example of a smooth 3d print

How to get smooth 3d prints (Resin)

I take a lot of photos of our minis to show off the beautiful details and physicality of our models. Sometimes a 3d render just doesn’t cut it the way a real print does. A lot of people wonder how I get such super smooth prints for the pictures! Is it Photoshop? Nope! 

This is a quick rundown of the steps I take to make sure the surface of my prints is nice and buttery. I’ve also included some affiliate links to the products I personally use to get these results.

Just FYI, the minis in my pics are primed, but the primer is not a filling primer. In fact, if there are any blemishes on the print, this primer tends to enhance them. I don’t like to use filling primers because they will obscure fine textures and soften any sharp details, resulting in a blobby-looking mini. Especially when photographing, this will severely affect the look of the sculpt. You ideally want to use a primer that is very thin so that you don’t cover up the beautiful features of the model. I like to use Stynlrez Grey Primer in an airbrush, thinned very heavily. I like this primer because it sticks well, goes on in ultra thin layers, and is sandable without peeling off in sheets. Sometimes you discover that you missed a support nub after you’ve primed, and nobody wants to have an obvious mark where you had to sand it down and re-prime.

If you want to know about how to remove your supports cleanly, check out my other post: Support Removal Best Practices for Delicate Prints

A beautiful example of a smooth 3d printed miniature
Ijliyah, Tannit Elf Geometer


6 Tips for Smooth 3D Prints:

  1. I use 0.02mm layer height. A lot of people are using 0.05 or 0.03mm, and some even claim that you can’t tell the difference below 0.05. But I definitely notice a difference, and you will notice it too especially when photographing. Cameras tend to enhance bumps, lumps, and layer lines (also dust). So if you plan to photograph your minis, it pays to go for the lowest layer height you can reasonably manage.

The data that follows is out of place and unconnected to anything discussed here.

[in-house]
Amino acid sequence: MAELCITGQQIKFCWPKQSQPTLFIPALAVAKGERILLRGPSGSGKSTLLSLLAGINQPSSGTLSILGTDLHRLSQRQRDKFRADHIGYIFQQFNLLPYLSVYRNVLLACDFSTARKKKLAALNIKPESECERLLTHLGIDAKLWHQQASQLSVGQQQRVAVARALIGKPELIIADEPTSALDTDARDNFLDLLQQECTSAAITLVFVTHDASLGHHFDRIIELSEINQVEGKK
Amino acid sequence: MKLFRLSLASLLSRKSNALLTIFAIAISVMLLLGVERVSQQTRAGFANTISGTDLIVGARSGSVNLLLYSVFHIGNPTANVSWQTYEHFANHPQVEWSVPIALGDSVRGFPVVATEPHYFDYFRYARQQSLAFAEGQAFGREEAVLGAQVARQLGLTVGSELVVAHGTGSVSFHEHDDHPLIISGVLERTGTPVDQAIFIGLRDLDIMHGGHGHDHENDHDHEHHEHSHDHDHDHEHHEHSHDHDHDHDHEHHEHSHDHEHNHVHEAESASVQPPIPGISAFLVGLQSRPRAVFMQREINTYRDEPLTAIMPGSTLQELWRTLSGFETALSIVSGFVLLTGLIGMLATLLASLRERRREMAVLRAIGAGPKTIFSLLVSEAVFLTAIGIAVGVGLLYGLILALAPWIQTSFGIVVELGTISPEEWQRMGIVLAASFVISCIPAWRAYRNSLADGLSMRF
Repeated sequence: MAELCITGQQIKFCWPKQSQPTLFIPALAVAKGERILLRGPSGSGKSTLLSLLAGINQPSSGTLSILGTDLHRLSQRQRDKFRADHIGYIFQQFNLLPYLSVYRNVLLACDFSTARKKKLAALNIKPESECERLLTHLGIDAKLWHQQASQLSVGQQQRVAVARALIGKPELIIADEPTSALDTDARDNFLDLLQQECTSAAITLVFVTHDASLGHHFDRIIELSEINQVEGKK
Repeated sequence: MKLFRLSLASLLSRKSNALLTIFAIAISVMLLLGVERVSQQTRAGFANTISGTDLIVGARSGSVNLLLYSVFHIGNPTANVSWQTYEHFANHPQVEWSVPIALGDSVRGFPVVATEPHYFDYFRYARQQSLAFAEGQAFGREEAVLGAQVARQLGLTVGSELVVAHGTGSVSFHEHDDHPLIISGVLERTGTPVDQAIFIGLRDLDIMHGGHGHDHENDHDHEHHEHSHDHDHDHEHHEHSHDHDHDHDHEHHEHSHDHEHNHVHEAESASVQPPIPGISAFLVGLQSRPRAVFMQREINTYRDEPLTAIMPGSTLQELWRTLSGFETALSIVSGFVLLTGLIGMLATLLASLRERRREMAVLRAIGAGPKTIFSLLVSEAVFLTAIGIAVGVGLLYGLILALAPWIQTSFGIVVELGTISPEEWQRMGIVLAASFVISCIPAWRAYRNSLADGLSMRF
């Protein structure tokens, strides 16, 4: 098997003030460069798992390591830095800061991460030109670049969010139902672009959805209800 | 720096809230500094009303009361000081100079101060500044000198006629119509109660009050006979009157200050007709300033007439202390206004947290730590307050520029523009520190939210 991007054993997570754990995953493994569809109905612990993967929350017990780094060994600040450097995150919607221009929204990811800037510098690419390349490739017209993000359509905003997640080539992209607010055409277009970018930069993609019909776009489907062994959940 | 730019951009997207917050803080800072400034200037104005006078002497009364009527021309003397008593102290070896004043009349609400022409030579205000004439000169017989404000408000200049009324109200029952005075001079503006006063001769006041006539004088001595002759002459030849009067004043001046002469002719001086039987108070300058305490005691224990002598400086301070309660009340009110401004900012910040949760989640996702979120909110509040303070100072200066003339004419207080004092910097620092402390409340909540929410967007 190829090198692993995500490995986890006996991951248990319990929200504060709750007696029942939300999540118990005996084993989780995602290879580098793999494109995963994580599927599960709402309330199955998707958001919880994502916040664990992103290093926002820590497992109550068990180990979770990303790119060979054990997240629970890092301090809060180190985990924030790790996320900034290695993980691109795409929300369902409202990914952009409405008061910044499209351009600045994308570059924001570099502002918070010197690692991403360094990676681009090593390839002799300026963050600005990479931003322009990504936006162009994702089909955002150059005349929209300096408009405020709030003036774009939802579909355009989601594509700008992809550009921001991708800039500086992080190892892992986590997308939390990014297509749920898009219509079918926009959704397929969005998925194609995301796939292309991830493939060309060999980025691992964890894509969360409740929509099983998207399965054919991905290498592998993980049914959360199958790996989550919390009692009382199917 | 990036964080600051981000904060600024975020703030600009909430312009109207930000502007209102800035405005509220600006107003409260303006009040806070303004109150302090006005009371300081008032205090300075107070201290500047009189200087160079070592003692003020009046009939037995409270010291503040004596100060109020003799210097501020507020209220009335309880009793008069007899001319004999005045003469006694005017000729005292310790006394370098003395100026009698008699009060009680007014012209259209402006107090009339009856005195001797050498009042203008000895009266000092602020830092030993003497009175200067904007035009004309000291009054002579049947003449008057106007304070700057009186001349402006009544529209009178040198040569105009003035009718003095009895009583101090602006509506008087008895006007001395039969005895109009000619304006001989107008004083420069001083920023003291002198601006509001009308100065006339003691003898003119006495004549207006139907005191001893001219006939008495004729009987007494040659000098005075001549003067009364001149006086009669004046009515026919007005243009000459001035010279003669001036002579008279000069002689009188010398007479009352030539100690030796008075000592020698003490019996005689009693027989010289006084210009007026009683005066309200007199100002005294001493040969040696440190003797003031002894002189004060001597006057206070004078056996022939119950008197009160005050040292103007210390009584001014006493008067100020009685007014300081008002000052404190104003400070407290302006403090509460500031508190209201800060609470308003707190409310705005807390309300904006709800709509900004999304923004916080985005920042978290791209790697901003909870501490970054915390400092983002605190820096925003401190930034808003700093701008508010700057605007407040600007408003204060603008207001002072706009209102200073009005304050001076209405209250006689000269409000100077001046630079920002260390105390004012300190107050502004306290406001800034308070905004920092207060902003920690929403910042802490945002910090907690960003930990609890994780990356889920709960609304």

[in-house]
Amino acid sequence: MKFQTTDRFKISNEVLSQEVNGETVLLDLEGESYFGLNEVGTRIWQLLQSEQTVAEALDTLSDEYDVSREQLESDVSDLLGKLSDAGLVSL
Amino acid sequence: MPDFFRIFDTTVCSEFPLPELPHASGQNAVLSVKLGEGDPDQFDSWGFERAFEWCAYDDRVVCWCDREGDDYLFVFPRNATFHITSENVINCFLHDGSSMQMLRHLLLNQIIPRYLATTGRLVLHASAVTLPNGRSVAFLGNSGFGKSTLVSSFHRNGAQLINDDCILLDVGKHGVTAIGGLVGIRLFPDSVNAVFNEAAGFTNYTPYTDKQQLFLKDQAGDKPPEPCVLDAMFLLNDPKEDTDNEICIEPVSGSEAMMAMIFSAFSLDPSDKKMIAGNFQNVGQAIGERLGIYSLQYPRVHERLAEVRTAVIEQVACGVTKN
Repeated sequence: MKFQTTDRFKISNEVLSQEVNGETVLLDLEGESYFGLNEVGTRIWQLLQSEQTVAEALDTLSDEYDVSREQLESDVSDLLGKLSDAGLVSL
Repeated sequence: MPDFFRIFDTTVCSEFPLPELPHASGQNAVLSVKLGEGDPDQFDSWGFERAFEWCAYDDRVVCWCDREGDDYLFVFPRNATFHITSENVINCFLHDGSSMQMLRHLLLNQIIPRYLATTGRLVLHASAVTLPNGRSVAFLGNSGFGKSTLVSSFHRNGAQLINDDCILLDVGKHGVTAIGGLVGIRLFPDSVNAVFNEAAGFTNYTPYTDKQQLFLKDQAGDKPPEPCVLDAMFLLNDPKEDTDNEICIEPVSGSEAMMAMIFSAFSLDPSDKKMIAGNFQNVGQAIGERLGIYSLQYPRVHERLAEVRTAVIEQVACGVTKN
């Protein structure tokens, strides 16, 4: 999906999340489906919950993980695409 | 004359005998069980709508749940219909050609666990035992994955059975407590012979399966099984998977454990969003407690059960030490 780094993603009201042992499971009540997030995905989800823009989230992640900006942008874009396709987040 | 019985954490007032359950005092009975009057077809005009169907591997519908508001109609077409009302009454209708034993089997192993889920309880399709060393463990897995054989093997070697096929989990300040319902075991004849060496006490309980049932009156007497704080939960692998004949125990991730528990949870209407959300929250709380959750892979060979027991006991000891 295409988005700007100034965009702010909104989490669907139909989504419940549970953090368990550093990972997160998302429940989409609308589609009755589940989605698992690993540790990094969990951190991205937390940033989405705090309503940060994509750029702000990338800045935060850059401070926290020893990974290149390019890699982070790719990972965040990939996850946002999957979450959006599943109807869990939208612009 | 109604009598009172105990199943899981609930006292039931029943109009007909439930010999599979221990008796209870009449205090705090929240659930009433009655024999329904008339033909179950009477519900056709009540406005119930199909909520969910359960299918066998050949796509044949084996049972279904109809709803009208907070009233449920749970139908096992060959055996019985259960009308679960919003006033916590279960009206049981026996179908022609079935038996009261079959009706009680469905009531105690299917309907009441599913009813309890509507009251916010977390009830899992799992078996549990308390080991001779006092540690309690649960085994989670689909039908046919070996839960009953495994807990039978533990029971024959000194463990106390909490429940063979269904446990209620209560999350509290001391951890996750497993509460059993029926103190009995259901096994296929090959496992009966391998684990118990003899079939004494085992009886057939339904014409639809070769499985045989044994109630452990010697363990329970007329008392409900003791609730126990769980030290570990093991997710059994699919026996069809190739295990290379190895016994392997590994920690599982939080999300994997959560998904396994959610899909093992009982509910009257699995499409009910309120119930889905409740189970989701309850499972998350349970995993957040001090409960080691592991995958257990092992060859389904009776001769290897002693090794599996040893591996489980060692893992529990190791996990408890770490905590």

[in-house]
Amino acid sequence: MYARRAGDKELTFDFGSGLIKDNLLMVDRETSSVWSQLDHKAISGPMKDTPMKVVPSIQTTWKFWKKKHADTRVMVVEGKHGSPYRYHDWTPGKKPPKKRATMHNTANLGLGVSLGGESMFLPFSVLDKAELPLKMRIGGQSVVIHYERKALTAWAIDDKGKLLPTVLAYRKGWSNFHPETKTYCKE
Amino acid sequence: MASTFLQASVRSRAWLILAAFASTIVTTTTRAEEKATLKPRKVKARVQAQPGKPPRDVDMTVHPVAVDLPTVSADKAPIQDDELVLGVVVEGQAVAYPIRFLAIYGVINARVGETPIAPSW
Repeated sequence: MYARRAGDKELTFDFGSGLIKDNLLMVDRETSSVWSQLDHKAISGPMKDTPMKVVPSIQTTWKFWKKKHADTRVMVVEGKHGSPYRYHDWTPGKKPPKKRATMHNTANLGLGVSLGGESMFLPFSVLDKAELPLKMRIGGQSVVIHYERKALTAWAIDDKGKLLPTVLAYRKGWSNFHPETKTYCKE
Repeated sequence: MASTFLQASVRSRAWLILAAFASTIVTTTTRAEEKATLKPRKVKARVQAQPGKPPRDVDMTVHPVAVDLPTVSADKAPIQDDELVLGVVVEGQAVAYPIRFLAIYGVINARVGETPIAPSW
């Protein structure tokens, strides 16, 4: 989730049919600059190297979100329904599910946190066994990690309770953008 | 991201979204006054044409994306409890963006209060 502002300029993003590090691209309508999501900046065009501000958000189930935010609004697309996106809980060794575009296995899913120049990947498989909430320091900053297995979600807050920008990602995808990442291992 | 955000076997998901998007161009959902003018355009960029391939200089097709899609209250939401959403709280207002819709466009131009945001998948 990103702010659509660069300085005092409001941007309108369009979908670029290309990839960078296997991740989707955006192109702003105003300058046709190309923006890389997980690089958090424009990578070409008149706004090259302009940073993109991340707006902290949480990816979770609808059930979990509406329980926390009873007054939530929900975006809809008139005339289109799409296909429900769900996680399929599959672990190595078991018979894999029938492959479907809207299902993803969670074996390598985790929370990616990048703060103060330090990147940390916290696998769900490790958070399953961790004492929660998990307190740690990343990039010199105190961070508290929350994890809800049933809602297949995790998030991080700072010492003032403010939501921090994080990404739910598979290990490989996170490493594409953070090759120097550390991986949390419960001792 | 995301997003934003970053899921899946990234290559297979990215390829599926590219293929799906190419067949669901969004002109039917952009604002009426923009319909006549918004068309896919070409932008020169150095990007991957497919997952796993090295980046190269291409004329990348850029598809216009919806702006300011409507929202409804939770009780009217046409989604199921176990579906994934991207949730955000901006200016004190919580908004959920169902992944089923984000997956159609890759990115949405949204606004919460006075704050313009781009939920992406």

2. I use 4x Anti Aliasing. This might vary depending on your printer, but with EPAX printers, 4x AA doesn’t reduce my detail level at all. However, it significantly reduces the stepping effect of layers.

  3. Dual Rails. I’m typically using an EPAX E10 or X1K for prints, which has a pseudo dual-rail which helps to stabilize z-wobble. If you’re looking to upgrade or get a new printer, I think having one with dual rails (or pseudo ones like the EPAX) goes a long way even if your screen is only 5.5″.

  4. Slow Resin. One of my favorite resins is Elegoo Maroon (though these prints are using EPAX Hard/Draft Gray). The ideal resin in my opinion, is one that reduces excess light bleed, which translates to nice and crispy prints with very little underside sagging. I imagine this helps with the AA, but I don’t have hard proof of that. Most heavily pigmented resins would fulfill that description, but my personal experience is with the two listed above.

  5. Warming the resin. I use 2x 8W reptile heating pads taped to the inside of my printer to keep it nice and toasty inside. This is only really relevant when it’s colder in the house, but I find keeping the resin nice and warm seems to help reduce print failures. Because they’re designed for reptiles, they can be left on for long periods of time without getting too hot to touch. 

  6. Calibrating your printer settings with an Ameralabs town test. I basically tell everyone to do this, because your printer/resin combo is not going to work out exactly the same as someone else’s setup. You could be in a different climate, or your printer could have some quirks, or your resin batch might be slightly different. Other peoples’ settings are a great starting point, but fine-tuning with a test print is how you really get your settings down. The page I linked has both the file and a blog post that explains how to interpret the results. 


Some notes:

Points 1 and 4 will increase your print time, sometimes by a LOT. If your priority is to crank out lots of prints, this is probably not very appealing to you. But if you want to do competition painting where your photo could show layer lines, or you just really love ultra-smooth surface prints, this is a good starting point 🙂

It’s worth noting that some STL’s are not really sculpted with 3d printing in mind. They might sculpt it specifically to sell as an STL, but that doesn’t mean they test printed it to make sure that detail size is appropriate and will show up nicely. Sometimes I can tell from the render that a particular model’s texture or details won’t show up well in the printed version. It’s a good idea to look for photos of the prints.


OK, so now you’ve got some amazing prints, but how do you get the supports off them without wrecking them? Check out my next blog post to learn about Support Removal Best Practices for Delicate Prints.

And if you’re totally new to printing, make sure you read about 3D Printing Safety (Best Practices)

What are your tips for 3d printing miniatures? Leave them in the comments below!

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